I did and this isn't up my alley, musically (my comments about the arrangements are in the other Eli thread), so I'm highly interested in whether the mix makes it worth it inherently. So far, my guess is no. But I love that many will enjoy the hell out of this! (y)
 
They are typically in one speaker. Usually I'm against drums in the rear, and even more so against drums in just one rear speaker but for some reason, I wasn't bothered by it on this one. Of course, as with anything that you're not familiar with (assuming you're not), you might want to check out the music on YouTube first. If you like the music, then this is certainly a disc worth owning.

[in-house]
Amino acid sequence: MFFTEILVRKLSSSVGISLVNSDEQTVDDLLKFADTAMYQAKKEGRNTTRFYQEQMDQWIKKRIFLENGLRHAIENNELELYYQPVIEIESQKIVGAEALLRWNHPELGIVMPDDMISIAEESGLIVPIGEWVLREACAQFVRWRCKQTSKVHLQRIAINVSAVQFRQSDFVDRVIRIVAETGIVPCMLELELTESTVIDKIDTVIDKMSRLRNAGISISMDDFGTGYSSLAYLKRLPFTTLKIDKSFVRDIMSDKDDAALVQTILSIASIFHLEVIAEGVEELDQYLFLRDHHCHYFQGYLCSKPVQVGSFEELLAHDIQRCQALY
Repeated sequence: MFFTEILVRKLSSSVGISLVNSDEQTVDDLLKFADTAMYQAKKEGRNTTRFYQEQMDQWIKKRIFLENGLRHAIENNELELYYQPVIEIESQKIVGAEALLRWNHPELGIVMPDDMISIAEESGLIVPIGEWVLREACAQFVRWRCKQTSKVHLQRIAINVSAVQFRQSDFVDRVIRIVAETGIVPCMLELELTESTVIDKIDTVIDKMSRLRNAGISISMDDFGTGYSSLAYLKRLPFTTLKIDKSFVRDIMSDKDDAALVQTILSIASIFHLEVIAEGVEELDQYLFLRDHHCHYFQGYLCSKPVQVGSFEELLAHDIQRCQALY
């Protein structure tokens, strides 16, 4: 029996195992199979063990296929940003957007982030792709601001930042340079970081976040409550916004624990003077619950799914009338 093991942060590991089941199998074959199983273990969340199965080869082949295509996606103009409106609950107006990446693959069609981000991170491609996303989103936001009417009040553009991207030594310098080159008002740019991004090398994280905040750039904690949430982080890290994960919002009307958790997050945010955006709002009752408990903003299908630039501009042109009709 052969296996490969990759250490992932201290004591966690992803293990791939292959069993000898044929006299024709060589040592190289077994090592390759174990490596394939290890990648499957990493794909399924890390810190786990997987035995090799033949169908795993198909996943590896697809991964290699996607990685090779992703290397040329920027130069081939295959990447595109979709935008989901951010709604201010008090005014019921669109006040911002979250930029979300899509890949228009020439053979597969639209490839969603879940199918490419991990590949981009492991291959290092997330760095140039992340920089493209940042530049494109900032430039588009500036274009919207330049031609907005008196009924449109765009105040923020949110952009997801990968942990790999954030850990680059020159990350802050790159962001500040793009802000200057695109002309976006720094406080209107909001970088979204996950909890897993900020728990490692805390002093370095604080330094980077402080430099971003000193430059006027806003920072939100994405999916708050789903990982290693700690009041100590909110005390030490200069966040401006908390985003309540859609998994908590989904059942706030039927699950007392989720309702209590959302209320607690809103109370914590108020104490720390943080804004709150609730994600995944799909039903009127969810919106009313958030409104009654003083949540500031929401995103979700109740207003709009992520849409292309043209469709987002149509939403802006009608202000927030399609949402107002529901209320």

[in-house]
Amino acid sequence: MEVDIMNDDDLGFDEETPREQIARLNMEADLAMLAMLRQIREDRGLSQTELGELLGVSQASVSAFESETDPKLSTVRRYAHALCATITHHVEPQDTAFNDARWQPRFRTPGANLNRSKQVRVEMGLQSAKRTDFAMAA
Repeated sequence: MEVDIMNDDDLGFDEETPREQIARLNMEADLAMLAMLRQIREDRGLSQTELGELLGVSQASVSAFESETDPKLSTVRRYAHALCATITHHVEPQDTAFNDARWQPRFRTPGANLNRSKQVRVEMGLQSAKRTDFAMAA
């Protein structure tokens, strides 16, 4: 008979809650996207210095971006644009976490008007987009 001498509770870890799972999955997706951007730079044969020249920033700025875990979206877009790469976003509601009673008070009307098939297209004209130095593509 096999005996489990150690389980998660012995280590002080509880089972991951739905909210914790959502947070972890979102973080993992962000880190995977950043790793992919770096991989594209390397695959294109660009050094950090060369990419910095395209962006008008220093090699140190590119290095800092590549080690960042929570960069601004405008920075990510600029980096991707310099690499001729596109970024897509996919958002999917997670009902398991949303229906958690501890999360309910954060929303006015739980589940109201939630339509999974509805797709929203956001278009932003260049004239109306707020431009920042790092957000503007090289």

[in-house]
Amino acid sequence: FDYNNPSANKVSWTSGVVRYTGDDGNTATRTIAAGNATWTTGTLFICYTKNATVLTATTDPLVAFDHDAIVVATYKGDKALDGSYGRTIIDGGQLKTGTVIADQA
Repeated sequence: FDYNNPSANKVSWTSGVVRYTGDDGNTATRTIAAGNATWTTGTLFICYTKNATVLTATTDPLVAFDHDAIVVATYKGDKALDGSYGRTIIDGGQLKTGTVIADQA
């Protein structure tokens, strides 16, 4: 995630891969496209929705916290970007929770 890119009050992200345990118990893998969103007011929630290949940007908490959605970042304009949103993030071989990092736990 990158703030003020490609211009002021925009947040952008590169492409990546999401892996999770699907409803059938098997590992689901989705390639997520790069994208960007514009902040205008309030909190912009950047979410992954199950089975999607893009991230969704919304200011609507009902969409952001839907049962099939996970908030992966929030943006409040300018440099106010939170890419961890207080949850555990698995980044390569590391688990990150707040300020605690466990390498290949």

Yep, I hate drums in one channel, but if tracks were limited I can understand.
 
This really, truly works for you? Are the drums crammed in one channel or are they at least spread across the rears?

You never get the impression the drums...or anything else...are "crammed" on this disc...to be candid the drums could be omitted IMO and not many would even notice...the star here is the tremendous vocal ability of Laura...
 
Where did you get this one from, a UK seller?

Amazon.com (I've got into the daft excitable habit of pre-ordering these AF Surround SACDs so I "don't miss out" :eek: ..I know, I know.. we all do silly things, this is just one of my current silly things!) I imagine by now it'll be up on Amazon UK with the usual big US sellers (all your music etc) at the cheapest prices for us Brits.. I don't know why I don't just wait and do it that way, I'd have saved myself loads in postage and import duty, ah well.. yeah anyway.. Amazon US, to answer your Qn.! :D